Studio: international art — 36.1906

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Some Pen Drawings by Fred Richardson

very much liked, and many followed in his foot-
steps, such as Saar, Robert Theer, and others.
Nor must one forget Waldmiiller, who painted as he
saw, and worked independently; who was the first
to paint from nature, and who has not even yet
been given his right place in the history of art.
He has left several miniatures, which are lovely
specimens of this art of painting, and which show
that the artist was great “in little” as in larger

When Sir William Ross, many of whose works
are in Frau Mayr’s collection, lay dying, he said,
“ It is all up with miniature painting in Vienna.”
Kriehuber’s coloured lithographs put an end to this
art; and yet, curiously enough, Kriehuber himself,
who died about thirty years ago, began his career
as a miniaturist. Perhaps some day there may
come a revival of this interesting art.

A. S. Levetus.


An important feature of modern jour-
nalism is the increasing extent to which pictorial
matter figures in the daily and weekly Press—a
development which has been made possible by the
extensive improvements which have taken place in
the various processes of reproduction during recent
years. It is, perhaps, hardly necessary to say that a
great deal of this pictorial matter is other than satis-
factory from an artistic point of view ; and consider-
ing the conditions under which it is produced, this is
not surprising. Here and there, however, one meets
with work which stands out from the mass by itsartistic
qualities, and there are signs that greater attention is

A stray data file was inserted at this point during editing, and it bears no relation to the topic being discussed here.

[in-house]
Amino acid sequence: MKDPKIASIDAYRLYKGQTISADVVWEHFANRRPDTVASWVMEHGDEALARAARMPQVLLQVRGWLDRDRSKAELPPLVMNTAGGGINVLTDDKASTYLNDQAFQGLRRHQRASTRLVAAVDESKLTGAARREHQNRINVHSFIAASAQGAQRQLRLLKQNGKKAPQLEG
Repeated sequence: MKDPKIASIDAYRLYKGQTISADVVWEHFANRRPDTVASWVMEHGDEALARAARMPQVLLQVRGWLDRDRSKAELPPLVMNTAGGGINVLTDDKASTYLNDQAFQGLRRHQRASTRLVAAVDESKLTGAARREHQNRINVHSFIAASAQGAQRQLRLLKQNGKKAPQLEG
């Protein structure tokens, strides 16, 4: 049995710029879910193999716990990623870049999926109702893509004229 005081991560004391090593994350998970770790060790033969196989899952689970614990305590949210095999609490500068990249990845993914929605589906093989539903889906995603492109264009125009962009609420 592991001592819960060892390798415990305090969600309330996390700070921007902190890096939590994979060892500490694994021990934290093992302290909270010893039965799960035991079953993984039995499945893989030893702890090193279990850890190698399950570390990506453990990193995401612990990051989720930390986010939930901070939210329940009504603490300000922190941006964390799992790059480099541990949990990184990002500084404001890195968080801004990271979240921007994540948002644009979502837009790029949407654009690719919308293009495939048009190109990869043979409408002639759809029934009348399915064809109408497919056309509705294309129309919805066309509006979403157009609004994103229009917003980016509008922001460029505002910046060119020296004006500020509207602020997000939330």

being bestowed on this department of journalism.

This appears to be especially the case in the
United States, where journalism seems to have
reached a higher degree of
organisation than elsewhere.
Recognising the import-
ance of illustration, the
heads of some of the lead-
ing journals there have,
with their characteristic
enterprise, developed this
feature of their papers to
such an extent that special
staffs of artists are employed
to assist them in this direc-
tion. As interesting ex-
amples of the work that is
being done under a regime
such as this, we here repro-
duce, by courtesy of the
“ Chicago Daily News ”
Company, some pen draw-
ings selected from a long
series contributed by Mr.
Fred Richardson to the
Saturday edition of that
journal, Mr. Richardson
was for several years chief
of the artistic department
of that journal. On joining
the staff he was given the
chance of raising the quality
of newspaper illustration
above the level of the usual
hurried work, and the ex-
amples we give show that he
has successfully accom-
plished this object.


(By permission of Freifrau Almerie von Levetzow)
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